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Cases in the English Legal System
Publication date: 2016-11-10

The Method of Considering Cases in the English Legal System

In all legal systems there are always two views of a case: (a) the Case as it exists in the Real World and (b) the case as it is presented in Court by the Parties to the case, usually by their lawyers.

In simple cases, and, if the parties present to the court true and relevant facts, there is no difference between the two views.

But in complex cases, where the legal issues of the Case are not understood by the Parties, or where the facts presented to the Court are irrelevant or false, there can be great difference between the Case as it exists in the Real World and as it is presented before the Court by the Parties.

The Judge does not make decisions on the basis of the facts (or legal arguments as applied to these facts) as they exist in the Real World. The Judge sees the case only as it is presented to him by the Parties to the Case. And his decision is limited only to the questions raised by the parties.

The responsibility for the facts and legal arguments being correct and relevant with respect to the Real World lies with the Parties to the Case and their legal representatives. The Judge's function is limited to making decisions based on the presentations of the parties.

Any knowledge of the facts of the case which the Judge, as a person, might have from external sources, like the media, or personal observations of life, and any personal views the Judge might have based on such external to the case sources, the Judge must ignore — his Judgement must be based only on the case as presented by the parties.

This is often seen by the Public as “judges being out of touch with the Real World”, but the duty of the Judge is to consider the case as presented by the parties, not as it exists in the Real World, no matter how “in touch with the Real World” the Judge, as a private person, might be.

And from this it follows that the word “right”, as applicable to a Judicial Decision, and how it would be used by an Appeal Court, is not “right” with respect to the Realities of the Real World, but with respect to the evidence and the legal arguments presented to the Judge at the Hearing.

Because of this it is possible for a decision to be right with respect to the case as heard by the Judge, and being wrong with respect to the Real World.

This can lead to public dissatisfaction with legal decisions, and hopes that a decision will be overturned by an Appeal Court, but such expectations could be unfounded, because the Public sees the Case in the light of the information available to them, but the Judge sees the Case as presented to him by the Parties.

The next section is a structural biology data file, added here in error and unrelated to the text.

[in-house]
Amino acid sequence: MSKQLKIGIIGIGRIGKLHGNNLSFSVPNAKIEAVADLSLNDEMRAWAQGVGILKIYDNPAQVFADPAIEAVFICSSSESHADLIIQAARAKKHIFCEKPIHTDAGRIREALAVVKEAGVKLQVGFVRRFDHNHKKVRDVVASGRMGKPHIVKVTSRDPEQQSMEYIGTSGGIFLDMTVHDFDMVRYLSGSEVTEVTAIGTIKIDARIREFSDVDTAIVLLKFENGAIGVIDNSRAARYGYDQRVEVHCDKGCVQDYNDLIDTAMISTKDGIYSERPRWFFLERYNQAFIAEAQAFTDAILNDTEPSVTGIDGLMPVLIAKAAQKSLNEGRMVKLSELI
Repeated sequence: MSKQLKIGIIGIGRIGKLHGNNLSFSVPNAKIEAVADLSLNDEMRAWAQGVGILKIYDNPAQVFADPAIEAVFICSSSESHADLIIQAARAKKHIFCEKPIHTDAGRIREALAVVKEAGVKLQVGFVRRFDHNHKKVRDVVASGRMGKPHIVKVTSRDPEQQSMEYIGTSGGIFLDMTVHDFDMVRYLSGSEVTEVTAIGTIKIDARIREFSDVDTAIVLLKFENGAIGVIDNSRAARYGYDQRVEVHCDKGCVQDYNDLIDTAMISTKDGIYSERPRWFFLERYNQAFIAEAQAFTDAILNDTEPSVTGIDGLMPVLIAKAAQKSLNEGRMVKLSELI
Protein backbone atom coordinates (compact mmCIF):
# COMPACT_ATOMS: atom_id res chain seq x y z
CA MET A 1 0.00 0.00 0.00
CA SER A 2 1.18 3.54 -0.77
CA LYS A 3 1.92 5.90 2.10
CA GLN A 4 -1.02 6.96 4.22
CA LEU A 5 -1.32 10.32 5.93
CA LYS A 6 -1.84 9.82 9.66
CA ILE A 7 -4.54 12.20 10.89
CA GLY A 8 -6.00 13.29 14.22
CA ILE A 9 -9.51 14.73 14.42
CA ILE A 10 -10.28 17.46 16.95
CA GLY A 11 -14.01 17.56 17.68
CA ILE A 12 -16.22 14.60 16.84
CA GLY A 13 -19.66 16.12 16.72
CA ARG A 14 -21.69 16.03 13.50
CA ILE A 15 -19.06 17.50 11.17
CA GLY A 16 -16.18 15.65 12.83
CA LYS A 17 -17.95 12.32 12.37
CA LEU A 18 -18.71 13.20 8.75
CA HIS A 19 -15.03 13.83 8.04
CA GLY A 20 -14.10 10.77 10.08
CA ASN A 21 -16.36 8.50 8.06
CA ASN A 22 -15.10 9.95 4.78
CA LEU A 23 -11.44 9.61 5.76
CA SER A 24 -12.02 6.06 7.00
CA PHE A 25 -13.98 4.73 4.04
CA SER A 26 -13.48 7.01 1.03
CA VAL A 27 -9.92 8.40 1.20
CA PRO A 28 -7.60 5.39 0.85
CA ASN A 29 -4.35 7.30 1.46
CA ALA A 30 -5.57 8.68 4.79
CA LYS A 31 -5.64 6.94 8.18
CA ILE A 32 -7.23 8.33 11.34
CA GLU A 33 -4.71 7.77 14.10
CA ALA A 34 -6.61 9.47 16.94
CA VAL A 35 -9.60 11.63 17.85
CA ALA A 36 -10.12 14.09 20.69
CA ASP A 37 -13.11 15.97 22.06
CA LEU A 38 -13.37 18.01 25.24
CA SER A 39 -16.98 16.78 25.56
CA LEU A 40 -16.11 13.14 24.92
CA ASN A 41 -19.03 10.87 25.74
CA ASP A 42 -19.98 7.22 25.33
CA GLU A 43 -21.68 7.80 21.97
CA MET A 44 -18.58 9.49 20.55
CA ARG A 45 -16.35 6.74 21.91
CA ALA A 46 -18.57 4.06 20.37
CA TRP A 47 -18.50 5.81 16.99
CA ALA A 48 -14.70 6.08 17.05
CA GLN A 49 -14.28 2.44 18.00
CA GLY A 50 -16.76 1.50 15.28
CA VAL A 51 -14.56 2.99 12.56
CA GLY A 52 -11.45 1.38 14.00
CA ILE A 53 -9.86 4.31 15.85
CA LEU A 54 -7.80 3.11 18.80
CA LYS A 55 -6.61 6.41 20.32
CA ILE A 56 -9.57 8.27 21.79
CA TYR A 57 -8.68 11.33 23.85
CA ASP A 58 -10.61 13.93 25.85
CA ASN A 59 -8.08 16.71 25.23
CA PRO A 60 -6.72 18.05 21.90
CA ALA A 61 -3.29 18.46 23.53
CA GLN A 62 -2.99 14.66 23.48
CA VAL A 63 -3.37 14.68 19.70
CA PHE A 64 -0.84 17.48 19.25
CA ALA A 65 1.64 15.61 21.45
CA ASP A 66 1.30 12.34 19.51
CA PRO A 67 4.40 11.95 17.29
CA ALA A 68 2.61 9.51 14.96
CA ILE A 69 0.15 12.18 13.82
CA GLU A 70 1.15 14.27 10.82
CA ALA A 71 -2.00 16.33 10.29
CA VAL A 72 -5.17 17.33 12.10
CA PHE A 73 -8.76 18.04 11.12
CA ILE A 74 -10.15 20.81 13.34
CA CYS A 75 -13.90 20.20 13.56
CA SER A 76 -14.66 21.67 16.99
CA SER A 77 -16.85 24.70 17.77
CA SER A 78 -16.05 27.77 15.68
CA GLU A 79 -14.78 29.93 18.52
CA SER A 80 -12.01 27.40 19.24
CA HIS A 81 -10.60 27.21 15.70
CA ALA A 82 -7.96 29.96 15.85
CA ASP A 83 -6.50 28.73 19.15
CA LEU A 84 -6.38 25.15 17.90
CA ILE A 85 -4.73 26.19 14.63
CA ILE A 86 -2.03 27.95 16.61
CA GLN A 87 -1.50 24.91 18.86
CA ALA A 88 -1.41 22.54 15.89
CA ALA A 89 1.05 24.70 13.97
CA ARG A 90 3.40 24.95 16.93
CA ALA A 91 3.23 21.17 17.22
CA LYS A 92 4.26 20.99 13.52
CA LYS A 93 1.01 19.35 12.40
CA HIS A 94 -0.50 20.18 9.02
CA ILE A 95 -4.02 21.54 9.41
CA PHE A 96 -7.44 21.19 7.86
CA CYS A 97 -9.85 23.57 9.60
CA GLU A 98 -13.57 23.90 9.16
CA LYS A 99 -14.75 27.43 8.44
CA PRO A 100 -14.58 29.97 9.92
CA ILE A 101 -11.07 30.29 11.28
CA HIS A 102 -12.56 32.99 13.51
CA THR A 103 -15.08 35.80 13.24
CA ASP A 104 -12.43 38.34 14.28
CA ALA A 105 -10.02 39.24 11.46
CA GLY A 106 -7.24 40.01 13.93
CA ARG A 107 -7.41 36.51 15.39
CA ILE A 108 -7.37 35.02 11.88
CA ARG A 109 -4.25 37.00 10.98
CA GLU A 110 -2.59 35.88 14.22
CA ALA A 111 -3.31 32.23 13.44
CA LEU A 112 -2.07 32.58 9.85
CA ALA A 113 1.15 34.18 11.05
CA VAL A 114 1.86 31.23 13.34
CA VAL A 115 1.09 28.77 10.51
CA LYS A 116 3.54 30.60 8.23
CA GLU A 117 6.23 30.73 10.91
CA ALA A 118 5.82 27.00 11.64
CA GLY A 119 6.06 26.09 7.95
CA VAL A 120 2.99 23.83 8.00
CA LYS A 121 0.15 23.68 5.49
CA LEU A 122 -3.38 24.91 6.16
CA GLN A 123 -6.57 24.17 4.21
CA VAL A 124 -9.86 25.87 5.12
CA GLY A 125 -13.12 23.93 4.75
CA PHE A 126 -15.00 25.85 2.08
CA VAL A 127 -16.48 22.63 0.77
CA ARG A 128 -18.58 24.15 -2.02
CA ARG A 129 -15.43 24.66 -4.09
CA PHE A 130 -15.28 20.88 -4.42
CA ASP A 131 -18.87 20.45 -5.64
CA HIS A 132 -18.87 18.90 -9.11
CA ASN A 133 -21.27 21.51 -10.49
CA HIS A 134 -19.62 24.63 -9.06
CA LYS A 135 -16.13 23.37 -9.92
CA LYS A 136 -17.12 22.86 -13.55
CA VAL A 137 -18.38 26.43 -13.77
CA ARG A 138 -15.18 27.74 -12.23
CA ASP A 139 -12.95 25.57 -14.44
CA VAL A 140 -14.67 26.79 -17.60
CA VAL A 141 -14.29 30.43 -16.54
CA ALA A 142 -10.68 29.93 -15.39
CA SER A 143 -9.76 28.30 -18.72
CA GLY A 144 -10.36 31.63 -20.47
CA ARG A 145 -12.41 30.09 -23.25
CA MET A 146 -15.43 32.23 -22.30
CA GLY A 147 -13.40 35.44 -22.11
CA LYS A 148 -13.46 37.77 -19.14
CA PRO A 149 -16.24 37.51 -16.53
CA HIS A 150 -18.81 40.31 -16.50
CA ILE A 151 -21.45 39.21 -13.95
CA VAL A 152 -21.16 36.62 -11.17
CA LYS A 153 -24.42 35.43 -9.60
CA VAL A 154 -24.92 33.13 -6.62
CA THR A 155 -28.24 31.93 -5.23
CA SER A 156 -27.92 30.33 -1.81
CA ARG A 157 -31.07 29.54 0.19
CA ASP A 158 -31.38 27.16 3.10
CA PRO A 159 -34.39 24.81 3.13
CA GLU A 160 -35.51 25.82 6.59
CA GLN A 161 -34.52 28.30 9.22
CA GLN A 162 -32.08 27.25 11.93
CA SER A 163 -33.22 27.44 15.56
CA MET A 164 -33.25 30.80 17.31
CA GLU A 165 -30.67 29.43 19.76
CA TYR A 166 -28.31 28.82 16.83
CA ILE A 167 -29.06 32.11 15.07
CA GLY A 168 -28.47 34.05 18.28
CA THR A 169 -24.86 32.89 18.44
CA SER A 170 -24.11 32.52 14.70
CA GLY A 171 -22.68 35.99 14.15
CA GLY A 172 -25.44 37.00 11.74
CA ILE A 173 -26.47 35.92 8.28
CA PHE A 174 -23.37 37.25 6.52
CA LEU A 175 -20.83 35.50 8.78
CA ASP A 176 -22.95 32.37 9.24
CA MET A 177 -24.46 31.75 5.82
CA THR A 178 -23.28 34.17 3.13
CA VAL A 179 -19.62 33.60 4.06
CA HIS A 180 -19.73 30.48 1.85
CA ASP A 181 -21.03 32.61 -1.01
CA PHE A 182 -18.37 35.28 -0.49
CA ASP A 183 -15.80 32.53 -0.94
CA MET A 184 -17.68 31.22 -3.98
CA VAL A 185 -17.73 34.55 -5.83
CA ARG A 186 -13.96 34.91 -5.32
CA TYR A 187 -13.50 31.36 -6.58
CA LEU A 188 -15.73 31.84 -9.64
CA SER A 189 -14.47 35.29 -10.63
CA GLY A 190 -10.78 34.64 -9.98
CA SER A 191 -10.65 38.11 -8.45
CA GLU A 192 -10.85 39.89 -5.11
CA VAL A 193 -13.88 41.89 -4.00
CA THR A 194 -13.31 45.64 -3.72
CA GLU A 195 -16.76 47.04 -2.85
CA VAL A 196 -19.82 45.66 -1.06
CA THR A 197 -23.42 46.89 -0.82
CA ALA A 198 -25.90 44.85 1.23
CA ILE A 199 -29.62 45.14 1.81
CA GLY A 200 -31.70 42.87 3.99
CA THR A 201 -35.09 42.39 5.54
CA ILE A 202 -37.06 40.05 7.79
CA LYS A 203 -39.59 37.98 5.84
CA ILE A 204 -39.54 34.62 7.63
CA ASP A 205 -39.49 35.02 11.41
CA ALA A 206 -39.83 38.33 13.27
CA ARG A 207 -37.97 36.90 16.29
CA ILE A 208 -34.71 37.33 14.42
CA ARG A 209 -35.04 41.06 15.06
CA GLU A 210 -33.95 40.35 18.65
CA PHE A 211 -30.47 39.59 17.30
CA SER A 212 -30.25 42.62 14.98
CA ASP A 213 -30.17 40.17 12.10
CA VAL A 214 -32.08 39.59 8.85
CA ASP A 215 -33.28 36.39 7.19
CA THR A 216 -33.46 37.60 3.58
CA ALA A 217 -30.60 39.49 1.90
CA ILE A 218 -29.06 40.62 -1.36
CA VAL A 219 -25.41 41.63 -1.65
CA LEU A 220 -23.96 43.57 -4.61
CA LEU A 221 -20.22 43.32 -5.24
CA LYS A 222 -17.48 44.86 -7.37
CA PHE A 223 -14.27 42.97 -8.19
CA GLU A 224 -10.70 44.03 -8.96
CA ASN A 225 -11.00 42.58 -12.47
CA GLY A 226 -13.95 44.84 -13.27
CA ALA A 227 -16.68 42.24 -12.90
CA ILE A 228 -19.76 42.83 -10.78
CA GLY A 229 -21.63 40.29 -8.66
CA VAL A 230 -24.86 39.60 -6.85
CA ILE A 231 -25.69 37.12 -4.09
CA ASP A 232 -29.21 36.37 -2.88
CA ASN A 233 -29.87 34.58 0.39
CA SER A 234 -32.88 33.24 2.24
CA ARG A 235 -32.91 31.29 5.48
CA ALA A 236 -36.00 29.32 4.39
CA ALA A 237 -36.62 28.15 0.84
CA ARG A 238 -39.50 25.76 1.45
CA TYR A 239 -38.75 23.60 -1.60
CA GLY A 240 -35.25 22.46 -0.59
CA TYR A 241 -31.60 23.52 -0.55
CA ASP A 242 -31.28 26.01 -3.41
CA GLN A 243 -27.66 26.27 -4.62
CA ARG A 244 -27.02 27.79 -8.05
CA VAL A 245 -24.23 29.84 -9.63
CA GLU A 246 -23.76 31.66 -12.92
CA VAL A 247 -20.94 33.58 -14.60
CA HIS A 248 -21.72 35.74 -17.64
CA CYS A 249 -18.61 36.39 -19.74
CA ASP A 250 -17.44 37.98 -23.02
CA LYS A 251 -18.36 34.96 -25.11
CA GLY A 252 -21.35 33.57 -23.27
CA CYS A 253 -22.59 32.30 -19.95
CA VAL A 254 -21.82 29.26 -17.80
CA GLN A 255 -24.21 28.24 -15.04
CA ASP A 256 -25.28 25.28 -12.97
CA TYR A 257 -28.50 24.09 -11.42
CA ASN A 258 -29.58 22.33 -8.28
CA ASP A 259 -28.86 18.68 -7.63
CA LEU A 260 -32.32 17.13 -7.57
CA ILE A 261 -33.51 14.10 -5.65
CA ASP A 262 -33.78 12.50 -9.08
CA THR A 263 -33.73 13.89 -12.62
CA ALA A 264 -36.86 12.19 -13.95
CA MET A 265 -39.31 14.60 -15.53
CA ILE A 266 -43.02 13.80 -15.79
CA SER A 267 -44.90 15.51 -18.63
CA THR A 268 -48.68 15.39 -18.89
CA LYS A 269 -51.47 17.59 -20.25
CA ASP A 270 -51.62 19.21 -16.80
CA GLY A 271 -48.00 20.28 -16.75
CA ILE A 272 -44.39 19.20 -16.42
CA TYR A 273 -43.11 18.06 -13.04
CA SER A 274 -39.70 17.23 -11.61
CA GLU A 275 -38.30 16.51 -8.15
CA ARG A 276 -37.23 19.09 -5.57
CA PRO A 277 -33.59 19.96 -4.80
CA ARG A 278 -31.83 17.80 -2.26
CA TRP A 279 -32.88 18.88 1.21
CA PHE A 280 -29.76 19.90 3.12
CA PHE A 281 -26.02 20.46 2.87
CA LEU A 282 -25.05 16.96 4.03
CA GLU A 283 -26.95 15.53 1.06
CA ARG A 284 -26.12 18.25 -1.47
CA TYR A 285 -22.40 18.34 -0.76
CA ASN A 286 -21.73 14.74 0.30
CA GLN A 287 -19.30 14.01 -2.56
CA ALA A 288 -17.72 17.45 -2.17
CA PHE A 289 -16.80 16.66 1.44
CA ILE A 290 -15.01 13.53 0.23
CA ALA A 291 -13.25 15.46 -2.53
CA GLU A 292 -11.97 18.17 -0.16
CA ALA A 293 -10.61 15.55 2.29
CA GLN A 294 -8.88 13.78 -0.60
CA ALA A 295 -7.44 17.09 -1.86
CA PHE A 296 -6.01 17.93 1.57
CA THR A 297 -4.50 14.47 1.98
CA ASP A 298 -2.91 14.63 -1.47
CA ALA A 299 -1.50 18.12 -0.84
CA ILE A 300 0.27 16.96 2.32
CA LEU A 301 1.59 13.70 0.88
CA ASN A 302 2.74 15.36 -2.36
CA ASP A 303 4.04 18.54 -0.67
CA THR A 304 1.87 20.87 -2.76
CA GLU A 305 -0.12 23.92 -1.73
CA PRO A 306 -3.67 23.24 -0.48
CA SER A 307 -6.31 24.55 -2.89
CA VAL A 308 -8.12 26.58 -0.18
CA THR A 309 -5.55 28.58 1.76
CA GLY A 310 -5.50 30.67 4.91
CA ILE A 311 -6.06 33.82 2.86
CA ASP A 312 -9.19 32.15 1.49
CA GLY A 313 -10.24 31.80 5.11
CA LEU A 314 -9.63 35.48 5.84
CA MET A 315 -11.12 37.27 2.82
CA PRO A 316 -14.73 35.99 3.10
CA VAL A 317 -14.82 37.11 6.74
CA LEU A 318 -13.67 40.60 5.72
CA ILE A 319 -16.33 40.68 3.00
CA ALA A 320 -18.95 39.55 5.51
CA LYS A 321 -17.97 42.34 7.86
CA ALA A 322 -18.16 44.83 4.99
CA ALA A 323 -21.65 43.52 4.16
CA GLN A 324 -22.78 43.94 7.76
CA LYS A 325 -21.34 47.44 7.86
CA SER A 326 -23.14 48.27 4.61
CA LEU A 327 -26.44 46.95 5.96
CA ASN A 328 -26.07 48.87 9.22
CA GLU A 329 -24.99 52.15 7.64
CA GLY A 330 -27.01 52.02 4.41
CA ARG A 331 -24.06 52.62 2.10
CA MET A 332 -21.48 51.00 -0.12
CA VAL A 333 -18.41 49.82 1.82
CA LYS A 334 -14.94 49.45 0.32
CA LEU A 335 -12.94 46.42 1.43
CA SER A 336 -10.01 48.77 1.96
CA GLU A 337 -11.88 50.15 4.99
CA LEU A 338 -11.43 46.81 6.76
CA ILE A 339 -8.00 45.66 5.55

Judges, besides being judges, are Human Beings, and Human Beings can make mistakes, through misunderstandings, omissions, false assumptions, logical errors, personal prejudices or emotional logic. This is recognised by the Legal System, and this is why it has Courts of Appellate Jurisdiction to review and rectify decisions of the courts of lower instance.

When a Case is appealed against, the Appeal Court makes no attempt to consider the Case of the Real World, it will only consider the Case as it was heard in the Court of lower instance. No evidence and no legal arguments, which had not been presented at the original hearing will be allowed.

If a Judicial Decision is right with respect to the Case as presented in the Court, but would have been wrong, if some new evidence or new legal argument had been considered, then the Case should be not be “appealed” against, but presented for a “retrial” — a fresh trial based on new evidence or legal arguments.

Courts are reluctant to undertake such retrials, as presentation of evidence and raising of points of law is the responsibility of the parties — they had their chance, but failed to do so. Allowing parties to keep finding new evidence, and raising new points, would lead to endless applications for retrials. This is why such retrials are allowed only in exceptional cases.

But, even, seemingly “hopeless” appeals occasionally succeed. This can happen due to flawed presentations by the other side, or can be results of judicial errors. And, as litigation lawyers can never be sure of what will happen at the hearing, they take on even “hopeless” cases, if their clients are prepared to take a chance, after being warned about low prospects of success.

A party wishing to appeal, should take note of these features of the English Legal System. They are not the “fault” of the judges. This is how the Legal System works.

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